In Q1, battery-powered electric vehicles nearly doubled their market share in the EU, according to the ACEA

PETALUMA, CALIFORNIA - SEPTEMBER 23: A Tesla car sits parked at a Tesla Supercharger on September 23, 2020 in Petaluma, California. California Gov. Gavin Newsom signed an executive order directing the California Air Resources Board to establish regulations that would require all new cars and passenger trucks sold in the state to be zero-emission vehicles by 2035. Sales of internal combustion engines would be banned in the state after 2035. (Photo by Justin Sullivan/Getty Images)

Battery-powered electric cars (BEVs) quadrupled their market share in the European Union in the first quarter, according to industry figures released on Thursday, as the continent’s rollout of models accelerates.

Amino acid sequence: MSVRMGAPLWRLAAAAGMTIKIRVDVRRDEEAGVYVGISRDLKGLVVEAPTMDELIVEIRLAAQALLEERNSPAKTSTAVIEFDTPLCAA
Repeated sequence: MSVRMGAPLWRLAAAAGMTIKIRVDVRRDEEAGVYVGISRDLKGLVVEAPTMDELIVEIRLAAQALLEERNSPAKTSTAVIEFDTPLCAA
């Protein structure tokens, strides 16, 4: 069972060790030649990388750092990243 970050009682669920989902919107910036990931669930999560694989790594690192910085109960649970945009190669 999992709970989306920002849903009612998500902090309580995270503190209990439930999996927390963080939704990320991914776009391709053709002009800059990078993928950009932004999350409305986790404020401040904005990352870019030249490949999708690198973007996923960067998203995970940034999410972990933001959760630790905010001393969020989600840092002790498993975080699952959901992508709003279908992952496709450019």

According to figures from the European Carmaker Association (ACEA), BEVs accounted for 10% of total passenger car sales in the EU, exceeding plug-in hybrid electric cars’ 8.9% share.

In the January-March period, 224,145 BEVs were sold across the EU, up from 146,125 in the same period last year.

Hybrid electric vehicles now account for more than a quarter of the market, up from around a fifth last year. Cars powered by gasoline and diesel lost market share throughout the period but still accounted for 52.8 percent of the EU market.